Planning your equestrian vacation

A riding vacation doesn’t have to be a far-off dream – get started on planning your trip with these tips from the pros!

Many of us dream of a vacation in a warm and exotic locale, complete with beautiful horses to ride across sandy beaches and breath-taking terrains. While such a vacation may sound exclusive and difficult to plan, it doesn’t have to be! Let’s take a look at some of the things you’ll need to consider, and tips to get you started.

 What is your riding ability?

Determining your riding ability and how much riding you actually want to do on your trip will be one of the most important things to think about. No one wants to be miserable in the saddle for days on end. Remember that vacations based in one location give you the opportunity to have a day off if you need it, whereas point-to-point trail rides mean you need to keep going. Some of the more adventurous trails may require you to walk beside your horse for portions of the ride, or you may be riding at altitude, which can affect stamina. Be sure to check if help is available to mount and dismount, if you need it.

The pace of the ride can often be deduced from the number of miles you’ll be expected to cover in a day – the longer the ride, the more reasonable the pace (generally). If you can, try to speak with someone who has gone on the same riding vacations you’re considering, and read as many reviews as possible to gauge the actual challenge.

Riding style and horses

Any reputable riding vacation should have good, well-schooled horses available. The discipline you are accustomed to may also affect your decision when determining which vacation to choose. You probably don’t want to switch things up too much on vacation – trying to ride in an unusual saddle for hours at a time each day will only make you sore! Western riders often have a hard time adapting to English tack — vice versa is much easier. The Latin American gaucho styles are very similar to western.

Consider if you would like to ride a certain type or size of horse – for example, many people dream of riding Andalusians, Quarter Horses, or even a gaited horse. Local breeds are most frequently utilized, as they are best adapted to local conditions.

Accommodation level

Check to see if you will be camping or staying in guesthouses/hotels. When choosing a vacation, there is usually a full range of accommodations available, from five stars to basic, in both camping and hotels — there is no need to go without a hot shower at night! Ask what sort of bathroom facilities will be available (including while on rides), and whether you will be moving accommodations each day or staying put. If you are doing a point-to-point ride with long hours you will not spend as much time in your accommodation, and requirements can often be dialled down a notch. If you are staying put at one location and just riding a bit each day, you may want your accommodations to have more amenities.

When and where to go?

There are so many destinations to choose from for riding vacations that it can be hard to pick one! To help narrow it down, consider the time you have available. Destinations with easy flight connections near your home are ideal if you only have a short time.

Generally speaking, Europe is at its best in the summer, with a shorter season in the middle of summer for Scandinavia and Iceland. Some parts of the Mediterranean are very hot in July and August. Safaris in southern Africa are at their best from May to September, with dry, sunny days and cold nights. Kenya has rains in April but makes for a good Christmas vacation destination.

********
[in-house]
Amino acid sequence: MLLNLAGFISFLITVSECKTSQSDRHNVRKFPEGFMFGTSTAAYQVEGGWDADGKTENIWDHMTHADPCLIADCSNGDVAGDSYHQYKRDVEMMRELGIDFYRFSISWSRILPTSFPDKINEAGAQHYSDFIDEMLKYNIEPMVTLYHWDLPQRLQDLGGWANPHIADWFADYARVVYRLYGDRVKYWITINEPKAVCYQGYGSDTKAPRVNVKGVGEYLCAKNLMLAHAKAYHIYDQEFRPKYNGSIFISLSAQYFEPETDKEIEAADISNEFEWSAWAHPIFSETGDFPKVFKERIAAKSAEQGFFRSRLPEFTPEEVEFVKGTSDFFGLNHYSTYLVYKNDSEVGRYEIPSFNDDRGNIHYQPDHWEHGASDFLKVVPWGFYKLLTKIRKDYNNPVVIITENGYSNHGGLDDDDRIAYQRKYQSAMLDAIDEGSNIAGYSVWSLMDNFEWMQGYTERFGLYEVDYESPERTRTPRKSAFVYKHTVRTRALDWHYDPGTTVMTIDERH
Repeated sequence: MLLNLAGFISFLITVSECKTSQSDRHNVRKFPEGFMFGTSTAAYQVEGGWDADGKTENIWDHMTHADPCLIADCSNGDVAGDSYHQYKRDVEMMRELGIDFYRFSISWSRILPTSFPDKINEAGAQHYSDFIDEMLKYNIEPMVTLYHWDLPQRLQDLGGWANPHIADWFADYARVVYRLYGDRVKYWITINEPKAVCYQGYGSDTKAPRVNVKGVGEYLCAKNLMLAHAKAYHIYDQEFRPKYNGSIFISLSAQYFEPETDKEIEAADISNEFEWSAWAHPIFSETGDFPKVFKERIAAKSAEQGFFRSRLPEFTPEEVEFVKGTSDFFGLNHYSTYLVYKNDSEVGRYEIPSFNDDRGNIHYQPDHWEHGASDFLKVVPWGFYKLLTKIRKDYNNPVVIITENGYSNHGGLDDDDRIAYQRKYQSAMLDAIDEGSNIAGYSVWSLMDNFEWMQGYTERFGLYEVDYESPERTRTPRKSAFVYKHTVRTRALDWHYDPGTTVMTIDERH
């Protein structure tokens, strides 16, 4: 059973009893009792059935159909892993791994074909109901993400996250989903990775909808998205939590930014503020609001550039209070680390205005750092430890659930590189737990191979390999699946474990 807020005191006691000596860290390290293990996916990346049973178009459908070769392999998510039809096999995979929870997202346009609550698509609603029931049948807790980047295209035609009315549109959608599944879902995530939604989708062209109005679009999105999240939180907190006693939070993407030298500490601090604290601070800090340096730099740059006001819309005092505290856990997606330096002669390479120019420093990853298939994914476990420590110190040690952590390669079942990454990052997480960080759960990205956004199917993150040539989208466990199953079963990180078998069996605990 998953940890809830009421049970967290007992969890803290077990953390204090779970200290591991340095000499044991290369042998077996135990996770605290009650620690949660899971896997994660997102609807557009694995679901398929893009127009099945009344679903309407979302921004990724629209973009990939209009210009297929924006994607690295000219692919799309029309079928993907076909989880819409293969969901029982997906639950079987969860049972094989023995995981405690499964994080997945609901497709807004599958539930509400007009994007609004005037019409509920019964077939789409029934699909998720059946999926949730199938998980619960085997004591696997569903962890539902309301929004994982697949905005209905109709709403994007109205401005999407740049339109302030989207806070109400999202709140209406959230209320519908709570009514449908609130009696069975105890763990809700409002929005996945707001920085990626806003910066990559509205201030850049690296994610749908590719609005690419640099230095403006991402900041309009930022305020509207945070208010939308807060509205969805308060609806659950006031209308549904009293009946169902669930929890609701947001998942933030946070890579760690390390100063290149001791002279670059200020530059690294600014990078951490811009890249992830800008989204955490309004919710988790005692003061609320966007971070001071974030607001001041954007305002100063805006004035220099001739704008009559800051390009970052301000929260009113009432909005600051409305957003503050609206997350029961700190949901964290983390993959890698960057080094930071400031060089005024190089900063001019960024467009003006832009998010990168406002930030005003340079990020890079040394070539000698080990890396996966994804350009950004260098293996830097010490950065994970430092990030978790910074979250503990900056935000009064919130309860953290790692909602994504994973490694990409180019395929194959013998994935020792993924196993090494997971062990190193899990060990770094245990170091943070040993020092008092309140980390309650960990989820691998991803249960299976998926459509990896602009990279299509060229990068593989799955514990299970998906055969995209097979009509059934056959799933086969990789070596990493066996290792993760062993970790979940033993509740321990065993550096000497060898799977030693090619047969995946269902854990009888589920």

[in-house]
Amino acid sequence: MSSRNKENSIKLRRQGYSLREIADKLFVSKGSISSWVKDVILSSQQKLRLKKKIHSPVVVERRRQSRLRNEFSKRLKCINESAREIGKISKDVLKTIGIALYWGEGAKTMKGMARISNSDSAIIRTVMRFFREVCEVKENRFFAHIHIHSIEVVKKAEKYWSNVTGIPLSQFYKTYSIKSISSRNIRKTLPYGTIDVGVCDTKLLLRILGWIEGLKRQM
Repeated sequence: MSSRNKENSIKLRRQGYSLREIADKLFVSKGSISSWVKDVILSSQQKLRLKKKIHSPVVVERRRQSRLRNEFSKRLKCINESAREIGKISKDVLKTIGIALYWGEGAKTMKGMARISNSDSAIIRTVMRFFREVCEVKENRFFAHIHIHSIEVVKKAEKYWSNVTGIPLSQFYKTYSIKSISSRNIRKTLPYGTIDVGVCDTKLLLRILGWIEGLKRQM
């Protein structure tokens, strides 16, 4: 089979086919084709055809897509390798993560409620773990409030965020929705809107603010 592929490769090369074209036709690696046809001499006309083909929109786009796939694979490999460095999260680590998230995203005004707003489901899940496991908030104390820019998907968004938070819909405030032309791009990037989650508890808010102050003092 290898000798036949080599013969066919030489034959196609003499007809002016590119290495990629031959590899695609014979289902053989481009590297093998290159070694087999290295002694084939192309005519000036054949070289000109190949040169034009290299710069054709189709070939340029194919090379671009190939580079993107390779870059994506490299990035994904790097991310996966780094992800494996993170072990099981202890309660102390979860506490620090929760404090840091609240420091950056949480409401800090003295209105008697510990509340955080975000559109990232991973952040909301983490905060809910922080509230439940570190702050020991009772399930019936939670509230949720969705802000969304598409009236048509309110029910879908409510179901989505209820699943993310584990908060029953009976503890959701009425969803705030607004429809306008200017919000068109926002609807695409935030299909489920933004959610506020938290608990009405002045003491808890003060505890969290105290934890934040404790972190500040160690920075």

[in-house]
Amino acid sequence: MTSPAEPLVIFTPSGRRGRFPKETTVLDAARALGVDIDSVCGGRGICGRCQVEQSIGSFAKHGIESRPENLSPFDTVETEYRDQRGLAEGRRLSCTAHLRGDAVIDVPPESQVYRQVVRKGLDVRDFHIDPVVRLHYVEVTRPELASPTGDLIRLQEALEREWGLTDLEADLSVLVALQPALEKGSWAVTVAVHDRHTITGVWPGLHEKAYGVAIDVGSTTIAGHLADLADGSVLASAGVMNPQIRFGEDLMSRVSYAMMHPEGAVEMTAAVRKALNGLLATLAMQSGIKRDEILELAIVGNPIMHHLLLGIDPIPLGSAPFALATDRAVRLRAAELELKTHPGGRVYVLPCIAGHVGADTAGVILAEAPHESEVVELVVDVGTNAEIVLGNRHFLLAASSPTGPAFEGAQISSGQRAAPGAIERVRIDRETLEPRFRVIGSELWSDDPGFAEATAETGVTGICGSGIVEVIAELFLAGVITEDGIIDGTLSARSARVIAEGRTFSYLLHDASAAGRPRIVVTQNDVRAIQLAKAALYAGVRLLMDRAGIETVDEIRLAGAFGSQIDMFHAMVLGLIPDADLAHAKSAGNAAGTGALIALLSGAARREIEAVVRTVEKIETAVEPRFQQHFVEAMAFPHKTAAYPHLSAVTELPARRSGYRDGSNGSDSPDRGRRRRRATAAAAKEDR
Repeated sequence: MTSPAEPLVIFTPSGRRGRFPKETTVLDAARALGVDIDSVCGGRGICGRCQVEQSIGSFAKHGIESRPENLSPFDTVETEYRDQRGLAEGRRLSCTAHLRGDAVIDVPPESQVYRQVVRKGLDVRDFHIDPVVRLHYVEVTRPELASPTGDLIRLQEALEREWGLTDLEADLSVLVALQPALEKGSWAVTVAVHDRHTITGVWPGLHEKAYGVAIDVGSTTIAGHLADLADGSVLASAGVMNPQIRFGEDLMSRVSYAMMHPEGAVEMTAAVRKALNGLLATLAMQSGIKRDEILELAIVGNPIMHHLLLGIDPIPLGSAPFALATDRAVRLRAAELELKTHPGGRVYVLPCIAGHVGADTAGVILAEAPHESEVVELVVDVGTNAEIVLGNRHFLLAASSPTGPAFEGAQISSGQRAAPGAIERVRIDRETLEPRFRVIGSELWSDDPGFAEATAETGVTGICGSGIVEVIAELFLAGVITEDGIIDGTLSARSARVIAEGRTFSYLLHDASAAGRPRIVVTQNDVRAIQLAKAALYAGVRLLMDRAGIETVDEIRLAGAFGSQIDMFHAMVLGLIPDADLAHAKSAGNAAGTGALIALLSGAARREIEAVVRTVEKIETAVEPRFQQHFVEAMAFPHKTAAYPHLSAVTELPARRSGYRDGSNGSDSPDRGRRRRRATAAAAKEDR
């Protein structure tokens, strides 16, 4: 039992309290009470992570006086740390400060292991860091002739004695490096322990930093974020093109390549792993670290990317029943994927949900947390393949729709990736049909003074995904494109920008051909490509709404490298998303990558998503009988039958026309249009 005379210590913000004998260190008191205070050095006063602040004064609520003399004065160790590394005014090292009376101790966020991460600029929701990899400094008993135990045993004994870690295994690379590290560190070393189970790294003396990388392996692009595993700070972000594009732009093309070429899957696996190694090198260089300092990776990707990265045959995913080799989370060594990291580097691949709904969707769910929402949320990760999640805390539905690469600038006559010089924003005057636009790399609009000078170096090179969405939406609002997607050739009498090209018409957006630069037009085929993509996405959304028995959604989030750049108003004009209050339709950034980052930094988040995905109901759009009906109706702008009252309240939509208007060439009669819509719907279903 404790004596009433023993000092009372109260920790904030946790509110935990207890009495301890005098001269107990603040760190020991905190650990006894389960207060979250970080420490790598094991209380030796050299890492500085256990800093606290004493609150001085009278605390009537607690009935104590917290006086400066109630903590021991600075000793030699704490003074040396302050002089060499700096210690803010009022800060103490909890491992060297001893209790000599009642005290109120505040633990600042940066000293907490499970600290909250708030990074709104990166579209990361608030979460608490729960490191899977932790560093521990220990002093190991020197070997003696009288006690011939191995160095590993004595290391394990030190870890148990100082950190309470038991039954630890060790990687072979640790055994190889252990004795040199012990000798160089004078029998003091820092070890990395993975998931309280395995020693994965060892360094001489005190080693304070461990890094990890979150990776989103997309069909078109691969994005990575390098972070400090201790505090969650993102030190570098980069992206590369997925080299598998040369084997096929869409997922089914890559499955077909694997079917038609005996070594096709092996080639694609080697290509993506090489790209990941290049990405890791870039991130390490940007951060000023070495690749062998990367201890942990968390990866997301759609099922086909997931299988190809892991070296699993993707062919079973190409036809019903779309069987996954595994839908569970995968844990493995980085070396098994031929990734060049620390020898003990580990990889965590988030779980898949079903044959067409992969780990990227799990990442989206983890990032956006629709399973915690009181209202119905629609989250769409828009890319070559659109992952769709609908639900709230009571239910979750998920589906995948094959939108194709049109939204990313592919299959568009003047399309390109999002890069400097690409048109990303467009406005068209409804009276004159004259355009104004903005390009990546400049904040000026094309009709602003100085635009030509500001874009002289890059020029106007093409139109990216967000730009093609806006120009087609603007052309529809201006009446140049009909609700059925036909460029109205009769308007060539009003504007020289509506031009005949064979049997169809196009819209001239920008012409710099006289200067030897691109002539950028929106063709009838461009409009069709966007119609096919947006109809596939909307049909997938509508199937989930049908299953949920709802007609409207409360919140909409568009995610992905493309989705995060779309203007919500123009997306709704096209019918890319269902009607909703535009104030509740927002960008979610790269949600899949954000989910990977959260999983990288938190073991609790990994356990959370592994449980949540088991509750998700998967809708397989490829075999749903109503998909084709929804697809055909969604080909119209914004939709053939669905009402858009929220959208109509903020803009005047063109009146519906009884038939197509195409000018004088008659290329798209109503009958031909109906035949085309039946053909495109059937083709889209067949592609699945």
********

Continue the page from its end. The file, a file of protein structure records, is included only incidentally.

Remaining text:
In South America (Chile and Argentina), the best season is from October to April as it is too cold the rest of the year. Peru has a rainy season from December to April, the opposite of Mexico, which is at its best from October to April.

Working cattle ranches in North America do the majority of their cattle work in the spring and autumn, with northern mountain destinations like Canada and Montana being best in the summer. Southern states like Arizona, New Mexico and Texas are at their best in winter. It can be complicated to figure out optimum travel times for parts of the world you are unfamiliar with, so make sure you get good advice to ensure the experience you want is available when you go!

Travel companions

If you are travelling with a non-rider, consider destinations with a number of other activities or cultural sightseeing nearby. A rental car will greatly increase a non-rider’s range of possibilities. Some destinations will arrange for non-riding guests to go on hikes, jeep safaris or cycling trips that meet up with the horseback riders each evening.

Families and children typically enjoy the bonding that sharing an activity vacation brings. However, days with six or more hours in the saddle and point-to-point trail rides are usually too tiring for children under 12. Riding lessons, brief trail rides and swimming pools are more ideal for kids, as are a range of other activities onsite. Children are usually fascinated by nature and wildlife on safaris, as well as any ranching or farming activities.

With a little thought and planning, you and your travel companions can have the equestrian vacation you have always dreamed of!

This article is brought to you by Unicorn Trails, who give impartial advice on a large range of quality horseback vacations worldwide.


Wendy Hofstee is a veterinarian who became obsessed with travel on horseback after spending 5 months riding across Ecuador in 1996 with two friends. In 1998 she founded Unicorn Trails, a company dedicated to bringing riding experiences to as many people as possible worldwide. Unicorn Trails is now one of the largest equestrian vacation specialists worldwide and have a dedicated team who give impartial advice on a large range of quality horseback vacations worldwide.